People shop for traditional lanterns for the holy month of Ramadan at the main market in Gaza City.
Last year, the coronavirus upended the 68-year-old Egyptian, Magdy Hafez’s routine of going to the mosque to perform those prayers, traditional during Islam’s holiest month.
The pandemic had disrupted Islamic worship the world over, including in Egypt where mosques were closed to worshippers last Ramadan.
For many Muslims navigating restrictions, that means hopes of a better Ramadan than last year have been dashed with the surge in infection rates though regulations vary in different countries.
A time for fasting, worship and charity, Ramadan is also when people typically congregate for prayers, gather around festive meals to break their daylong fast, throng cafes and exchange visits.
In Pakistan, new case numbers grew from fewer than 800 a day at the start of the month last year to more than 6,000 a day a few weeks after Ramadan ended.
A woman visits the Baiturrahman Grand Mosque ahead of the start of Islam's holy month of Ramadan in Banda Aceh.
Officials largely attributed the increase to Pakistanis flouting restrictions. After a dip, the country is back up to more than 5,000 new cases a day.
Iran on Saturday began a 10-day lockdown amid a severe surge in infections that followed a two-week public holiday for Nowruz, the Persian New Year.
Economic hardship also looms over the month for many. In war-torn Syria, Abed al-Yassin was concerned about what his iftar - the meal at sunset breaking the fast- will look like this year.
Lebanon is being squeezed by the worst economic and financial crisis in its modern history, exacerbated by the pandemic and a massive deadly explosion in Beirut in August.
To prevent large gatherings in Ramadan, Saudi Arabia has forbidden mosques from serving iftar and suhoor, a meal just before the fast’s start at sunrise.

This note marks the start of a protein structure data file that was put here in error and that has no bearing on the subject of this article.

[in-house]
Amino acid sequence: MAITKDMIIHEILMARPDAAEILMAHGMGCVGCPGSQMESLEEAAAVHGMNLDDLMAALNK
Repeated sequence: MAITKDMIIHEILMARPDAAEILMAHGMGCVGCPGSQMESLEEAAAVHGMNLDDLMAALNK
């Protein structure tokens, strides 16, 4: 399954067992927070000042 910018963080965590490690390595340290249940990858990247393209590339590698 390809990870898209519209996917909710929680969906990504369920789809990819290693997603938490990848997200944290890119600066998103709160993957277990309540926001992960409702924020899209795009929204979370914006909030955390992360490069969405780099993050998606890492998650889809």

A Palestinian shopkeeper displays lanterns and other decorative items ahead of the fasting month of Ramadan.
Last year’s Ramadan in India was marred by rising Islamophobia following accusations that an initial surge in infections was tied to a three-day meeting of an Islamic missionary group, the Tablighi Jamaat, in New Delhi.
In Pakistan, authorities are allowing mosques to remain open during Ramadan with rules in place that include barring worshippers over 50 years old and requiring masks.
But given how rules were widely ignored last year there, doctors have been asking the government to close mosques.
Afghanistan is leaving it up to worshippers to watch out for each other, keep their distance and stay away from the mosques if they are feeling ill.
A woman on a wheelchair carries a free food supply bag as others wait at a distributing point ahead of Ramadan in Lahore.
Malaysia has some movement restrictions in place and has declared a coronavirus emergency that suspended Parliament until August following spikes in infections. But it has lifted last year’s ban on taraweeh prayers and Ramadan bazaars, which sell food, drink and clothes, though strict measures will be in place.
Ramadan also typically has a distinct cultural and social flavor for many.
In another Cairo neighborhood, people posed with a giant Ramadan lantern towering over one street and snapped photos.
The tables may be gone, but not the month’s spirit of giving.
Despite quarantine restrictions, the pandemic seems to be having only a minimal effect on day-to-day life in this country ravaged by strife and poverty.
In the heart of Egypt's capital, shoppers pack sweet shops and grocery stores to stock up for fast-breaking during the Muslim holy month of Ramadan, shrugging off fears about the new coronavirus.
For Muslims in the United States, there is no other time more centered around gathering in congregation than the holy month of Ramadan.
The results indicated a staggering 49 per cent high risk of developing depression in women who consumed nine or more portions of ultra-processed foods daily, compared to those who ingested fewer than four portions.
After Ozempic went viral on social media earlier this year for its ability to help people lose weight, skyrocketing demand led to occasional supply shortages — and concerns that people without diabetes or obesity were using it to shed a few kilos.
Ginger consumption by healthy individuals makes their neutrophils more resistant to NETosis.